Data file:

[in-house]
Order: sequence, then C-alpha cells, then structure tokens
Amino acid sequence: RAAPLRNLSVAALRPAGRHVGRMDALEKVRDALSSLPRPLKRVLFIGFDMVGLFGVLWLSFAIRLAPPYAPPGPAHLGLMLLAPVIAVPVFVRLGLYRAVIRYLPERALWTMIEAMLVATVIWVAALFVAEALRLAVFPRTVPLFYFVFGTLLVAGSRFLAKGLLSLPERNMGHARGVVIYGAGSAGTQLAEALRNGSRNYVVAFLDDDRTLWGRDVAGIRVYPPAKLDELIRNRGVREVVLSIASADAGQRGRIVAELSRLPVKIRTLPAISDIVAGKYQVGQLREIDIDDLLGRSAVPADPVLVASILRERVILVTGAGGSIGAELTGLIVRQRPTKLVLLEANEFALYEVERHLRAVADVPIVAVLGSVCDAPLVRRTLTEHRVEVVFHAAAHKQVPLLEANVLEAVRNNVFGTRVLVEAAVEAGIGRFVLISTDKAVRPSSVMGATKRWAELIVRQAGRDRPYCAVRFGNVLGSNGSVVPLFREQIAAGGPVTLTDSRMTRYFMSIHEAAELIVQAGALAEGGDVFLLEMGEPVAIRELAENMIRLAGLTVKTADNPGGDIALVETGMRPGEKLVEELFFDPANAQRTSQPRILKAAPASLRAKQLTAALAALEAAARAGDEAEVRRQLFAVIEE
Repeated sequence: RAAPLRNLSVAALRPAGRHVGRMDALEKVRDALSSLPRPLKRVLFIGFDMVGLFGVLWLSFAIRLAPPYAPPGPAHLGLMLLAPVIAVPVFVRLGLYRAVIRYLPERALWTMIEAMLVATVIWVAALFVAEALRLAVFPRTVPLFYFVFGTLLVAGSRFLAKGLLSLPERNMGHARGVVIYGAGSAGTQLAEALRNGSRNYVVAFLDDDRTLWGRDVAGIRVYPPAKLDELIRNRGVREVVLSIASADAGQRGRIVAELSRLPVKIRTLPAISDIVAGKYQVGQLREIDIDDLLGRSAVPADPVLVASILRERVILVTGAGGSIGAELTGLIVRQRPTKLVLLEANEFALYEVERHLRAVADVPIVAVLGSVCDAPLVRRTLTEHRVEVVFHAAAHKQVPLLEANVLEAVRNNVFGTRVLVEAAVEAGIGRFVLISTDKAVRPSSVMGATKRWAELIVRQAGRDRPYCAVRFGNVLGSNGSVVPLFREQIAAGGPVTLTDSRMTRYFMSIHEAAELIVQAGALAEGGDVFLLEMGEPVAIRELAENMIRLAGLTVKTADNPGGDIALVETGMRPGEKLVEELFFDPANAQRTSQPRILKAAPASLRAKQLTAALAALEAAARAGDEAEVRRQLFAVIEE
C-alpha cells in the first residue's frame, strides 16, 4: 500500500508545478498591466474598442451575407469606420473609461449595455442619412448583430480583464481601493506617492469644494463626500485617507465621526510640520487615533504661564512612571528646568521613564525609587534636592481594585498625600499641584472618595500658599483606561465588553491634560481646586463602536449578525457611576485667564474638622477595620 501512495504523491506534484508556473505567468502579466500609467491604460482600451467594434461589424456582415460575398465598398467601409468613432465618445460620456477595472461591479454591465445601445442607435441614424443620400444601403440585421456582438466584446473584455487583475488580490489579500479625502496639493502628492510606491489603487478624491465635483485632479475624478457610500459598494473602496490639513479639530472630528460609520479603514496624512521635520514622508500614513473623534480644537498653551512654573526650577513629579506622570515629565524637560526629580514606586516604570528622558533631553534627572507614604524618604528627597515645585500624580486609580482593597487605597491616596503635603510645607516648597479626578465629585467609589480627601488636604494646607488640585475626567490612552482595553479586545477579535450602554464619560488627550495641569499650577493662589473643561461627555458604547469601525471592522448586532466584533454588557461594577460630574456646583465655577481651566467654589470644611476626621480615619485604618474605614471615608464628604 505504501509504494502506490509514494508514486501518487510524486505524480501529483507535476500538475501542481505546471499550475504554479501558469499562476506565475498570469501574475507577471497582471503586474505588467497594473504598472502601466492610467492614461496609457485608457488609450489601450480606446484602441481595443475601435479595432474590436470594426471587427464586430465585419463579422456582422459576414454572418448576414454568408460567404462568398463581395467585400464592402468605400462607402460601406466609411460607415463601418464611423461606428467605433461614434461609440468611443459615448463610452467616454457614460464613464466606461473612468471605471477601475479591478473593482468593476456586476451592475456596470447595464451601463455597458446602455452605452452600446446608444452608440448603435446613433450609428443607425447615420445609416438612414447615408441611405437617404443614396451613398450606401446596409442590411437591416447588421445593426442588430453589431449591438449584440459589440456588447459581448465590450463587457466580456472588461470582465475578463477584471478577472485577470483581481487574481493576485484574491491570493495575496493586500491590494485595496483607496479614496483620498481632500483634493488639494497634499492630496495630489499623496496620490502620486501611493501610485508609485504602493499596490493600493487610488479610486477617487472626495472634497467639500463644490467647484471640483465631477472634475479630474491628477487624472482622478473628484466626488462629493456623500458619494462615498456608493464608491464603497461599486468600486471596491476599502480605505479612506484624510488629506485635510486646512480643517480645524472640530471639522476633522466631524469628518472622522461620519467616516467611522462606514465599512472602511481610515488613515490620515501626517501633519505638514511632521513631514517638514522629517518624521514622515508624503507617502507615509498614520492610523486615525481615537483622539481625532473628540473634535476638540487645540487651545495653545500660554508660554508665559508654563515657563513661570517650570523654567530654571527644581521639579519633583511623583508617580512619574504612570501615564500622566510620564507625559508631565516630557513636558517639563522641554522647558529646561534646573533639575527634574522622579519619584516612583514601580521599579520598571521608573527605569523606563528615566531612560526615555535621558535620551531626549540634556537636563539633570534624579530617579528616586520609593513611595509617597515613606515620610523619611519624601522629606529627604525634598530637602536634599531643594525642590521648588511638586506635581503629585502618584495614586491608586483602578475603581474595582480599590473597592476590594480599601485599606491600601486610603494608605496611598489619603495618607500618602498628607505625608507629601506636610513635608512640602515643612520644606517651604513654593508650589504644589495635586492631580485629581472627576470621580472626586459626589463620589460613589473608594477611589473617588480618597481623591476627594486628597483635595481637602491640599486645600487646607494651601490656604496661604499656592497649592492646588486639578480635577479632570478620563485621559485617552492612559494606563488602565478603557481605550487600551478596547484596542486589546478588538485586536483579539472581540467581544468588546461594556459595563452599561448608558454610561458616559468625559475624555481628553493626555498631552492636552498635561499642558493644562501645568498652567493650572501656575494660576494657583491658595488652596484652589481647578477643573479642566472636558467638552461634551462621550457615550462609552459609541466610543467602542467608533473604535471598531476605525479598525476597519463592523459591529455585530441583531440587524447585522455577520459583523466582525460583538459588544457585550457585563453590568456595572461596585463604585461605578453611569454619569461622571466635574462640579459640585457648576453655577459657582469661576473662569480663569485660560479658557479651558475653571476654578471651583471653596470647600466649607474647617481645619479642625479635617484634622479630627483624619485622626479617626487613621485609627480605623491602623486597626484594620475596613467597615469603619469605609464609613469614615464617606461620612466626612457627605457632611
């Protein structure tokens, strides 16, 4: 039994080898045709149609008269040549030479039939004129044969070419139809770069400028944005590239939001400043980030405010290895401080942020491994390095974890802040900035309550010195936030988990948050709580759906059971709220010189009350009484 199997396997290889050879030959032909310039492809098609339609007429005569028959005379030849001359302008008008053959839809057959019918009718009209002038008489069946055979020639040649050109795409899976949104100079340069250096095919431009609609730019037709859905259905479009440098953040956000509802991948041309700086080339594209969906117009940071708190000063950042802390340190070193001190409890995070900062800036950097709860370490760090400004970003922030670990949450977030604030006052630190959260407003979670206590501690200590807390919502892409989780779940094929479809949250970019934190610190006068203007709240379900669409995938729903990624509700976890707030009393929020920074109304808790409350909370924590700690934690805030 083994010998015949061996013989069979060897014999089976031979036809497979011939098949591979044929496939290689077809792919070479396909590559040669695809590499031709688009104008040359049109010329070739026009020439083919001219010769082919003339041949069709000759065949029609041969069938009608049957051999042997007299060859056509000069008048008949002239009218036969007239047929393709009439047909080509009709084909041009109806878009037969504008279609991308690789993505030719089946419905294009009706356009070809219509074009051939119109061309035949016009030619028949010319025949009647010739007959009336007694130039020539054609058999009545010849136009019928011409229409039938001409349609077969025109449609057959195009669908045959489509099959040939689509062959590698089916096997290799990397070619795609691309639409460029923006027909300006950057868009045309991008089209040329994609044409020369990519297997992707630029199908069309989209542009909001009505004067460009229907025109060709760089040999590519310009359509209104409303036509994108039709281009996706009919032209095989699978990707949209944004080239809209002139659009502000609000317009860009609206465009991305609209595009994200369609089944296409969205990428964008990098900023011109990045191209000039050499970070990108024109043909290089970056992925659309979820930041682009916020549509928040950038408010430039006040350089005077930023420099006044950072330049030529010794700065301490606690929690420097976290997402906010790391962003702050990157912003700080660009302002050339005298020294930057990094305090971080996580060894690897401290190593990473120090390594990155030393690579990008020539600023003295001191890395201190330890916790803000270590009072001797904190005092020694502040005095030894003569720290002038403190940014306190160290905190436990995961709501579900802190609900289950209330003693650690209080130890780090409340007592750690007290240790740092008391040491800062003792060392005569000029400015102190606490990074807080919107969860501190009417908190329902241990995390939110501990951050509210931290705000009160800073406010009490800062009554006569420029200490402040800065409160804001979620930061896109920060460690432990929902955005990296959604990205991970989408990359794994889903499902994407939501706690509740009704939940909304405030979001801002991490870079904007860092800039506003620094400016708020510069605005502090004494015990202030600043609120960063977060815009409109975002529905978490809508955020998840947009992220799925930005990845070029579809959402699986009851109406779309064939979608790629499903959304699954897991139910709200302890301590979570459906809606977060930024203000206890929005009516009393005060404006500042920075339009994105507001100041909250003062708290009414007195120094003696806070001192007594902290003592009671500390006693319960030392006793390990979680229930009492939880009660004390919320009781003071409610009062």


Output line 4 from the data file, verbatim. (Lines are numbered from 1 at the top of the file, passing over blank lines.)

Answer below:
Repeated sequence: RAAPLRNLSVAALRPAGRHVGRMDALEKVRDALSSLPRPLKRVLFIGFDMVGLFGVLWLSFAIRLAPPYAPPGPAHLGLMLLAPVIAVPVFVRLGLYRAVIRYLPERALWTMIEAMLVATVIWVAALFVAEALRLAVFPRTVPLFYFVFGTLLVAGSRFLAKGLLSLPERNMGHARGVVIYGAGSAGTQLAEALRNGSRNYVVAFLDDDRTLWGRDVAGIRVYPPAKLDELIRNRGVREVVLSIASADAGQRGRIVAELSRLPVKIRTLPAISDIVAGKYQVGQLREIDIDDLLGRSAVPADPVLVASILRERVILVTGAGGSIGAELTGLIVRQRPTKLVLLEANEFALYEVERHLRAVADVPIVAVLGSVCDAPLVRRTLTEHRVEVVFHAAAHKQVPLLEANVLEAVRNNVFGTRVLVEAAVEAGIGRFVLISTDKAVRPSSVMGATKRWAELIVRQAGRDRPYCAVRFGNVLGSNGSVVPLFREQIAAGGPVTLTDSRMTRYFMSIHEAAELIVQAGALAEGGDVFLLEMGEPVAIRELAENMIRLAGLTVKTADNPGGDIALVETGMRPGEKLVEELFFDPANAQRTSQPRILKAAPASLRAKQLTAALAALEAAARAGDEAEVRRQLFAVIEE